Book reviews happened by chance. Couple years ago, motivational speaker, Priya Kumar had her book release. She approached many a blogger to review her book and publish the review on their respective blogs. I was one of those bloggers, too. It felt wonderful being requested to do the review by her, but daunting, as well.

Never having done a book review, I had to first learn the art of reviewing books and writing an honest, impartial review. Sentiments cannot be hurt, and yet you need to put across your views about the book – whether it is good, likable, or read-at-your-own-risk kind.

There are a few book reviewers whom I follow closely. Bloggers who have carved an identity for themselves reviewing books, and from whom I learned a lot.

So, if you wish to learn what book reviewing is all about, do visit these blogs. Just reading the different genres they have reviewed will give you a fair idea of how to go about it.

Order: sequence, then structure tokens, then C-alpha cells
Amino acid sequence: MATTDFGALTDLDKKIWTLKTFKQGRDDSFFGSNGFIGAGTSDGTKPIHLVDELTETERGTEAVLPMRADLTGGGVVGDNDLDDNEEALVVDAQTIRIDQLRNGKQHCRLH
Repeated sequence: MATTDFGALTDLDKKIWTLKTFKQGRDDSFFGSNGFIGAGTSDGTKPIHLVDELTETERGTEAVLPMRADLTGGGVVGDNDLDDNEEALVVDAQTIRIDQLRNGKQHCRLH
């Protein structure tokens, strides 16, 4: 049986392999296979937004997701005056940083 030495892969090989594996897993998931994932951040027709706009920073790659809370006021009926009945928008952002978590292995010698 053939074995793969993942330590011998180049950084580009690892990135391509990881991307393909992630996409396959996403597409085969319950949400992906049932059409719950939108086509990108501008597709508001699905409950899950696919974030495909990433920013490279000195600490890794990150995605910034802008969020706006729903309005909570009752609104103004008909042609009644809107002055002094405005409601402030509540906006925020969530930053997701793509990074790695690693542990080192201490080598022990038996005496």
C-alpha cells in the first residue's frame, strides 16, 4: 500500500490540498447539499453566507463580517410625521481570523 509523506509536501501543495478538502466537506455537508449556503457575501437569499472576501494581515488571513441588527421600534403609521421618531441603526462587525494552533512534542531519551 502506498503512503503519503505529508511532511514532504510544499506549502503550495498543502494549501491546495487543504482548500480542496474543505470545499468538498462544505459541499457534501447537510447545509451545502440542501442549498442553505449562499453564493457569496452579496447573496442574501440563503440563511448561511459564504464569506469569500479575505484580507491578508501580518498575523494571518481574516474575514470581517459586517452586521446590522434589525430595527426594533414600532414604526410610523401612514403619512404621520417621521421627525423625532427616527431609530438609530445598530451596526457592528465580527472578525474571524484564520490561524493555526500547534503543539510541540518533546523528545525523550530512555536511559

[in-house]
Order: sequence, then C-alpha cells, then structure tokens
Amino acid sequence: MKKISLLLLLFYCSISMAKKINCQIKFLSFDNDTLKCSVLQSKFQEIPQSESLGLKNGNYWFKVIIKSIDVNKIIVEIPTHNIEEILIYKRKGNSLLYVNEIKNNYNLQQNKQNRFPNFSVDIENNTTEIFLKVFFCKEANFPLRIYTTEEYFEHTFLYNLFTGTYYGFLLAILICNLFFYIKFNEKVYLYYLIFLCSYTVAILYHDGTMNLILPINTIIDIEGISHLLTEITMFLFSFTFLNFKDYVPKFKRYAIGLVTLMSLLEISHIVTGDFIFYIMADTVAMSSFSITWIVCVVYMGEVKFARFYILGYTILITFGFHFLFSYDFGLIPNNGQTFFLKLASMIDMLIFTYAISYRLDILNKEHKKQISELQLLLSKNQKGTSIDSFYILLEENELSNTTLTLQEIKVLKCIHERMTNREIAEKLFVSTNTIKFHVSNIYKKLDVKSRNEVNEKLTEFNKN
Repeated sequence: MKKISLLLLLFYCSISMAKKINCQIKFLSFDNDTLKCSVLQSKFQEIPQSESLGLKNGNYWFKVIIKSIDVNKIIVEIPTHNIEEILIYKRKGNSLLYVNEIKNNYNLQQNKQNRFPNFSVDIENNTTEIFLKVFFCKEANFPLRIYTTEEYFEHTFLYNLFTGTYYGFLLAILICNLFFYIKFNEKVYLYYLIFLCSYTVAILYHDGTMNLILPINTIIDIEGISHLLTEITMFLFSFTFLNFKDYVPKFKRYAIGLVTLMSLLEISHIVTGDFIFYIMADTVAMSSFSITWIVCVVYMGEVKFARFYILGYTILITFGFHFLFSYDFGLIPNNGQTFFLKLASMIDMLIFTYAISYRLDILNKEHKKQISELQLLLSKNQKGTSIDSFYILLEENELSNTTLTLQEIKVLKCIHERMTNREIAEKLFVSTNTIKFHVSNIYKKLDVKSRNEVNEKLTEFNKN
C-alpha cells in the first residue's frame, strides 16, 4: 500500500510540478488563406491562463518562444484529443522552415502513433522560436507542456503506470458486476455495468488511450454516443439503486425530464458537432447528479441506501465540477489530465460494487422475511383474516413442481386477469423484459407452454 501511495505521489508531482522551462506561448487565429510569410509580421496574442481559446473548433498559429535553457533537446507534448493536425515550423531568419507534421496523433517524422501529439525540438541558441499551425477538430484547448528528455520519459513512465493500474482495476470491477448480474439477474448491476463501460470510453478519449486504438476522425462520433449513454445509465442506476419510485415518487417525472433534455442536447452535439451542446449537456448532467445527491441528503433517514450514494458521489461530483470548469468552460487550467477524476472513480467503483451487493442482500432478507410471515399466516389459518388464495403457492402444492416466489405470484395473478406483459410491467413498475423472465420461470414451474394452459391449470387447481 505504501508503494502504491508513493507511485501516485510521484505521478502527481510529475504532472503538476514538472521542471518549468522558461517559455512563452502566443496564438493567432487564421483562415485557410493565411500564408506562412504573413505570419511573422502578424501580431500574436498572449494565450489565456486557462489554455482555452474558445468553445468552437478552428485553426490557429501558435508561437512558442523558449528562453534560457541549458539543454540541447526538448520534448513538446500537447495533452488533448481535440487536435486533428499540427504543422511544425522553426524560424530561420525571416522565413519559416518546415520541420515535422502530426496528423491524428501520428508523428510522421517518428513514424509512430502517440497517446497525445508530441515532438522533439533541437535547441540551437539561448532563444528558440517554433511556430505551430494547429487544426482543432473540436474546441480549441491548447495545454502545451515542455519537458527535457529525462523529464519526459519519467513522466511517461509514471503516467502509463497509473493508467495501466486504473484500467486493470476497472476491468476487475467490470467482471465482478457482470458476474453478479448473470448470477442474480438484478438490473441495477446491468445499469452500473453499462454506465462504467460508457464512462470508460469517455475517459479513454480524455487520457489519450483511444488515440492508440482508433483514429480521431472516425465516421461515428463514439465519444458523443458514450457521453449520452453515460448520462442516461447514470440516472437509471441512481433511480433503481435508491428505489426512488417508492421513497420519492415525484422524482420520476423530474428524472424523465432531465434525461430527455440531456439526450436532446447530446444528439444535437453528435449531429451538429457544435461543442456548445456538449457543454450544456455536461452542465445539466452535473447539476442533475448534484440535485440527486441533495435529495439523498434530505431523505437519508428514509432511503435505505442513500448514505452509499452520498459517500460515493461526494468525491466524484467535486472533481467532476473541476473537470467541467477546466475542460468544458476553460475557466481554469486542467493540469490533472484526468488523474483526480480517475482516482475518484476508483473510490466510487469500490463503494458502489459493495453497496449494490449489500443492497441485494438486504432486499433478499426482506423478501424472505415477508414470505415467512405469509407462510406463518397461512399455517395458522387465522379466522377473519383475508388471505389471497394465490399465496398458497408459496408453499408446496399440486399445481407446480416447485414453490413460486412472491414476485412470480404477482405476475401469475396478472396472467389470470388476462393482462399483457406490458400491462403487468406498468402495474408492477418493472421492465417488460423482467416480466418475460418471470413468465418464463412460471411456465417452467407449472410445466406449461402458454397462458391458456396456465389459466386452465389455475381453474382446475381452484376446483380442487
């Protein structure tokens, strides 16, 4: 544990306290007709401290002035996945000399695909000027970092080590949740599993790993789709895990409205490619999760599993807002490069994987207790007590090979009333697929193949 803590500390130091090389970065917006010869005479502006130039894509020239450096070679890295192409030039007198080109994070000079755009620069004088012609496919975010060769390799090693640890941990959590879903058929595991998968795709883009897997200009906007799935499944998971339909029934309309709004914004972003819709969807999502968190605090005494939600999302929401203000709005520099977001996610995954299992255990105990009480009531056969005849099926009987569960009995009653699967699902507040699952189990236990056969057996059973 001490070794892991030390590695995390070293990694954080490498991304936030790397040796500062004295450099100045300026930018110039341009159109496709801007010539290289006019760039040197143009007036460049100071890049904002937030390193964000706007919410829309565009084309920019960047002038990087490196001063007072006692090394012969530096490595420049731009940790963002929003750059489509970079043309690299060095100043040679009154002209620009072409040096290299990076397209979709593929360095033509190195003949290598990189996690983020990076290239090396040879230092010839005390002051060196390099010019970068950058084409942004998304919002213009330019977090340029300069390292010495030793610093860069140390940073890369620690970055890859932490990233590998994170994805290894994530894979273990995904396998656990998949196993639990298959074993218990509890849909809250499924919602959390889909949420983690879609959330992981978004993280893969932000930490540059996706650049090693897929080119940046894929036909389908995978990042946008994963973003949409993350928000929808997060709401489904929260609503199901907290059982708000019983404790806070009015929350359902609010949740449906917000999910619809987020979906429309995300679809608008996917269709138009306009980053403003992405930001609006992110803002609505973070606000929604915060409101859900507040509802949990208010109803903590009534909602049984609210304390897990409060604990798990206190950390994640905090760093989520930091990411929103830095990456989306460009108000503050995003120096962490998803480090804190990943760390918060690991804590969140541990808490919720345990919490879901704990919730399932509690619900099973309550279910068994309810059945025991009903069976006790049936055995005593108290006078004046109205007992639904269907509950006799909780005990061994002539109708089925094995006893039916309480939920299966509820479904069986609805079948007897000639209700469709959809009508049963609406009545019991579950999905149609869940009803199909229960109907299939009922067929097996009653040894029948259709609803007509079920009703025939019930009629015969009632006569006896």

There are also some blogging communities that offer books for reviews. If you wish to try your hand at it, do visit these sites and register there to receive books. Do follow the rules they have laid out for book reviewing.

Book reviewers I admire:

Shantala Nayak

Tulika Singh

Anamika Agnihotri

Mithila Menezes

Lata Sunil

Ramya Abhinand

Community for book lovers:


The book club

Do visit these bloggers and the communities if you would like to give reviewing a try. It’s a fun way of widening your horizons!

Things to remember for book reviewing:

Read the book, thoroughly.  Of course, that’s understood! However, try not to skip the parts that seem tedious.

Write an honest review. Never trash the book, especially if it’s a début work, and do not praise it to the skies, either. 

And remember, not all might agree with your view of the book. So, do give reasons for the criticism, as well as the commendation.